If You Insulted a Dolphin 20 Years Ago, He's Probably Still Bitter About It

A bottlenose has exhibited "the most durable social memory ever recorded for a non-human."
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The guy on the right? He's cool. But do not mess with the dude on the left. (eZeePics Studio/Shutterstock)

Say that, in 1993, you were at a bar having some beers with a dolphin. Say that the dolphin said, "I've got the tab," and you said, "Okay, thanks -- I've got the next one." Say that you proceeded to forget about that promise, and that -- not because you didn't like the dolphin, or anything, just because life got in the way -- you never saw the dolphin again. Now say that, this morning, you ran into the dolphin, at the bank or in a tank or in the pool of some terrible resort in the Bahamas.

Here's the awkward thing: The dolphin may well remember you. And maybe the debt, too.

Yep. Dolphins, it turns out, have the longest social memories of any species besides humans. And we're learning more and more about how lengthy those memories can actually be. The researcher Jason Bruck, a biologist at the University of Chicago, wanted to test whether bottlenose dolphins in particular can, indeed, remember each other after a long stretch of separation

So he took advantage of something else about dolphins: the fact that they seem to have something like names. Sometime between their first 4 months and their first year of life, dolphins will develop a distinct whistle -- one that will remain the same for the rest of its life. According to research published last month in the Proceedings of the National Academy of Sciences, dolphins use these whistles in pretty much the same way we humans use names: as ways both to identify themselves and to call each other.   

Bruck used that to test dolphins' memories. He studied dolphins from six breeding facilities that rotate the animals among themselves -- and, in the process, keep detailed records of which dolphins shared tanks, and when. There were more than 50 animals in all. Bruck first recorded each dolphin's unique whistle. And then he played it back to the dolphins' former tankmates using underwater speakers. (As controls, Bruck both habituated the dolphins to unfamiliar whistles -- thus eliminating the possibility that the animals were simply responding to the novelty of speaker-based sound signatures -- and alternated those whistles with the calls of unfamiliar dolphins.) The point? To test whether the dolphins would recognize each others' whistles, even after years-long stretches of separation.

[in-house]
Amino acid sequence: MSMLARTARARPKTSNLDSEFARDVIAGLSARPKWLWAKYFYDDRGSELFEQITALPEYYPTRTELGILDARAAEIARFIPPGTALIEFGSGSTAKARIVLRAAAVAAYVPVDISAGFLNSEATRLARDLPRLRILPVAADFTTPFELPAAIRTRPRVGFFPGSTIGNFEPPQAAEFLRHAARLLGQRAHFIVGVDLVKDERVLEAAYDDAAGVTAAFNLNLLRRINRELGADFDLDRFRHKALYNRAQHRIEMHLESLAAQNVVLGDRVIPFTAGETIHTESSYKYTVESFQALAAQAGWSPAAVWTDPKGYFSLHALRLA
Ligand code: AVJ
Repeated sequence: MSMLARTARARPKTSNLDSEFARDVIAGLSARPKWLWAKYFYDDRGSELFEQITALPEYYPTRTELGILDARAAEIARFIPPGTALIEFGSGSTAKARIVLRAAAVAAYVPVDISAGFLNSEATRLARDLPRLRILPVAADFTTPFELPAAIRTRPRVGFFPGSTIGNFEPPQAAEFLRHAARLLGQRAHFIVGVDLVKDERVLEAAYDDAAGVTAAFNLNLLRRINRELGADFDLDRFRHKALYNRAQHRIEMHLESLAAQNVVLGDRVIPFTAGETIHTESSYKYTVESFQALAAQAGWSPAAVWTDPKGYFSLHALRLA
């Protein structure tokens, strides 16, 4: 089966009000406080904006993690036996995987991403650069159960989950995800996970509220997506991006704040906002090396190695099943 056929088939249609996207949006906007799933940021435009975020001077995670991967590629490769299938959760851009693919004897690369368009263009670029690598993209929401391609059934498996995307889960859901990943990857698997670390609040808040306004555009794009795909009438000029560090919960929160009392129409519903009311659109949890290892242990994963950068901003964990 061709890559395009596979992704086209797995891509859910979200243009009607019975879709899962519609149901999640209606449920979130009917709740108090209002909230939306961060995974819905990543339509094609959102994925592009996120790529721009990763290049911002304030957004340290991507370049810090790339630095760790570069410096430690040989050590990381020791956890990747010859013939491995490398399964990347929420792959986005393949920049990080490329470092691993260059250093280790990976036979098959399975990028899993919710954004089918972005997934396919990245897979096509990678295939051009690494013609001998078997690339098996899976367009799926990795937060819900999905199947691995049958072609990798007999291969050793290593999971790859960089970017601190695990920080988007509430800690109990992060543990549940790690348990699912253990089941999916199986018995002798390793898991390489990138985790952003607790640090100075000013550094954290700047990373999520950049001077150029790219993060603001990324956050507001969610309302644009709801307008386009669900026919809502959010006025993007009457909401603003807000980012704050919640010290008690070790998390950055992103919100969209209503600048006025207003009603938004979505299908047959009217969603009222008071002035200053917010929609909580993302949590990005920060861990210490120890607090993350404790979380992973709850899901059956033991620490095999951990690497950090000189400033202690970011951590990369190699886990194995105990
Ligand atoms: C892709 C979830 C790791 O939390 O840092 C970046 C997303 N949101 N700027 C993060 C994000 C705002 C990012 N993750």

The findings? The dolphins did, indeed, seem to remember each other. The whistles of the dolphins' former tankmates resulted in the dolphins doing things like purposely bumping into a speaker, or (even more sadly) whistling at it -- "trying," Nature notes, "to make it whistle back." 

And that recognition behavior held, even more interestingly, no matter how long a pair had been separated. A dolphin named Bailey had been living apart from a former tankmate, Allie, for more than 20 years. Yet Bailey, in Bruck's experiment, seemed to recognize Allie's "name" -- her signature whistle -- despite the temporal distance. Bailey's recognition of Allie, Nature puts it, represents "the most durable social memory ever recorded for a non-human."

Bruck just published the results of his research in the Proceedings of the Royal Society B. And while it's unclear what his findings might mean about dolphins' memories overall -- he was testing name recognition, not circumstantial or emotional memories -- there's some reason to think that dolphins' memories stretch beyond rote recognition itself. In tests that broadcast the signature whistles of "extremely dominant males," for example, Bruck found that females responded with "exceptional interest." "There was also a lot of posturing from the males," Bruck noted. And "some young ones would just go ballistic."

In other words, dolphins may well have the capacity for relatively complex memories -- memories that associate individuals with actions. Memories that can last for decades. So, should you find yourself doing dealings with a dolphin, try your best to stay on its good side. Twenty years is a long time. 

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Megan Garber is a staff writer at The Atlantic. She was formerly an assistant editor at the Nieman Journalism Lab, where she wrote about innovations in the media.

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